A deep problem with the west today is that we appear to have lost our capacity to love others. We love things more than we love people. We love our own ideas more than we love people. We love our money, possessions and fame more than we love people.
We love the idea of freedom more than we love setting people free. We love gratifying our feelings of compassion more than actually doing something for those in need. We speak highly of the emancipation of women, but continue to imprison them in the distorted, contorted body images of the catwalk We love the idea of choice, but deny the unborn the right even to breathe. We love our freedom of speech, but are indifferent to the victims of pornography. We love our cherished, ever-so correct political stances, but are indifferent to the people whose lives are wrecked by them. We give to others as if we were scratching an itch, and not as if we are sharing of ourselves. We love to be thought well of. We love to be right. We love to know that others are wrong. We love to preserve our own world view, even at the cost of the freedom of others. We love our own comfort above all. Our happiness is our highest goal.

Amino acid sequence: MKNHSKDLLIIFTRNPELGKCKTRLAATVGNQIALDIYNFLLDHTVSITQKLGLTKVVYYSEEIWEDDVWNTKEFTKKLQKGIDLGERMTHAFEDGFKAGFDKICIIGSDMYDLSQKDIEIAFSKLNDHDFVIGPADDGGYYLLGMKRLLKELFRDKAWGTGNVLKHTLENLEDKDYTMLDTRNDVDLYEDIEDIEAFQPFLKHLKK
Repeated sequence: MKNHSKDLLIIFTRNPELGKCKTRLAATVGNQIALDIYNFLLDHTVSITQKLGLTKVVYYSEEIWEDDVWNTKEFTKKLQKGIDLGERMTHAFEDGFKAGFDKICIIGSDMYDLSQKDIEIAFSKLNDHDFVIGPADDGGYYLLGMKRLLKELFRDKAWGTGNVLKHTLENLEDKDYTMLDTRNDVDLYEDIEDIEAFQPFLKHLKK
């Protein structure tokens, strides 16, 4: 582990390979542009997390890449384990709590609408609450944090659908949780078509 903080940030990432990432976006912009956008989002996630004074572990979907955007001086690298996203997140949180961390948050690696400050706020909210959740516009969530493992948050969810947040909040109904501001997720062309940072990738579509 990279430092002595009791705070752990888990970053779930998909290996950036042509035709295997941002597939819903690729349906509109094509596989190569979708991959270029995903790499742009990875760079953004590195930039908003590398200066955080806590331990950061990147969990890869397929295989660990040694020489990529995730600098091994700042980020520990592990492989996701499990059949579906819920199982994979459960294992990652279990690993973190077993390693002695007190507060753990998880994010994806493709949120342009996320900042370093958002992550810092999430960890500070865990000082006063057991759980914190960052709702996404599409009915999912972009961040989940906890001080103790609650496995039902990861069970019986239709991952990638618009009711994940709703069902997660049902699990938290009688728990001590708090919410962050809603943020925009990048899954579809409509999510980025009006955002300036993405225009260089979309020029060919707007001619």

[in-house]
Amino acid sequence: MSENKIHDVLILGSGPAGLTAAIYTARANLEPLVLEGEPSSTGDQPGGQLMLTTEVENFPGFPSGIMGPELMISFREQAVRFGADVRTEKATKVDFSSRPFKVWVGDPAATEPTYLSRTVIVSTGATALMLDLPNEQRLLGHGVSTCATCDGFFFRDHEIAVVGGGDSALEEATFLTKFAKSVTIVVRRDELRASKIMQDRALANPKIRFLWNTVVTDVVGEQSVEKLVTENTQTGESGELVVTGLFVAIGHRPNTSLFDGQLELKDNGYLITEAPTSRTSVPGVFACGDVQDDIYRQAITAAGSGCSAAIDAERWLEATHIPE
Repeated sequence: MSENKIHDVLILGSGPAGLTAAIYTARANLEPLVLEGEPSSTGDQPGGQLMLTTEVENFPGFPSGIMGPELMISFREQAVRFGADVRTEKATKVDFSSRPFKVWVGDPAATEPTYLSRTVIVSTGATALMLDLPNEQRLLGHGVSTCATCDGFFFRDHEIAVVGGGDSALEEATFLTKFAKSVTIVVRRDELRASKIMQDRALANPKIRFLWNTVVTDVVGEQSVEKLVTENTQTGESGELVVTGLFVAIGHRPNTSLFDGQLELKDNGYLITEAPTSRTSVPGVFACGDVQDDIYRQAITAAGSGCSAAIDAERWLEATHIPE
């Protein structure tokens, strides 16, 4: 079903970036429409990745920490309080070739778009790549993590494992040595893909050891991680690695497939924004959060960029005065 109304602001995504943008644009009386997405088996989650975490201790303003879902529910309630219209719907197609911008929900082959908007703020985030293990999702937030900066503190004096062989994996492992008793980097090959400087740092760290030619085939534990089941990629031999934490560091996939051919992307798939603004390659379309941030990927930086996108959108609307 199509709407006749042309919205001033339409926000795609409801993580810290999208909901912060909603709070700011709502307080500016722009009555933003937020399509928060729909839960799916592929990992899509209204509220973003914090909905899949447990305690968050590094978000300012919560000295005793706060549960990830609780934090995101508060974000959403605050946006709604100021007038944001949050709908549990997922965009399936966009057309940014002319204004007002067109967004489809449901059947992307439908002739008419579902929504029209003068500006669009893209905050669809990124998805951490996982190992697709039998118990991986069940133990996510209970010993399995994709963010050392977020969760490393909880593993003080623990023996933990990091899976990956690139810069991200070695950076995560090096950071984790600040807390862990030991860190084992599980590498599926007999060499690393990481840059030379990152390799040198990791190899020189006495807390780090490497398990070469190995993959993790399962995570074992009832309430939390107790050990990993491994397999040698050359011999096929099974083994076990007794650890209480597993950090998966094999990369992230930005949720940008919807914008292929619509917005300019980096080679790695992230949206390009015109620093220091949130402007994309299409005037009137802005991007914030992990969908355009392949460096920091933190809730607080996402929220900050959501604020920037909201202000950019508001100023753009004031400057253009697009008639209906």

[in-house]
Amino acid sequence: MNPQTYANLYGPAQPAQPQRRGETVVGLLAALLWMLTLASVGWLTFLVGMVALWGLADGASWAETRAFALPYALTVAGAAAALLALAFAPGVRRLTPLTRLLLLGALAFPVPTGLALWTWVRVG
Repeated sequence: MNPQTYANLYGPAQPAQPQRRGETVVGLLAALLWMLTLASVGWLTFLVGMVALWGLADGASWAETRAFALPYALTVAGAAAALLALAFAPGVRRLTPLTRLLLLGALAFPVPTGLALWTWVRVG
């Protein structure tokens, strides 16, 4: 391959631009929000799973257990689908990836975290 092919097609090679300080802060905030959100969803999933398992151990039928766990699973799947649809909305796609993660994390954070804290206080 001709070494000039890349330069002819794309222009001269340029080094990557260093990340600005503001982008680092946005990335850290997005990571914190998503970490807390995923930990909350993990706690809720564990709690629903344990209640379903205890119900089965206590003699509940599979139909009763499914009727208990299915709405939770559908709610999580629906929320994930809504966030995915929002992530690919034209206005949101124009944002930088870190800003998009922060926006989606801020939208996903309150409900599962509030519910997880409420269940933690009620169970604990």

My thoughts today have been stirred by watching a preview of the film Amazing Grace, telling the life-long battle of William Wilberforce against slavery. He loved others enough to dedicate his life to countless millions of ones he would never see: human beings sold into slavery.
If you can get to see this film, do so. It is a story of one man's Christian convictions, and the cost and fruit of his decision to remain true to them. St Mary's indeed has a special interest in William Wilberforce, because it was William's nephew George who bought and donated the first piece of land to start St Mary's almost 150 years ago. St Mary's will be organizing a viewing at the end of July - if you are interesting, contact us via www.smac.org.au.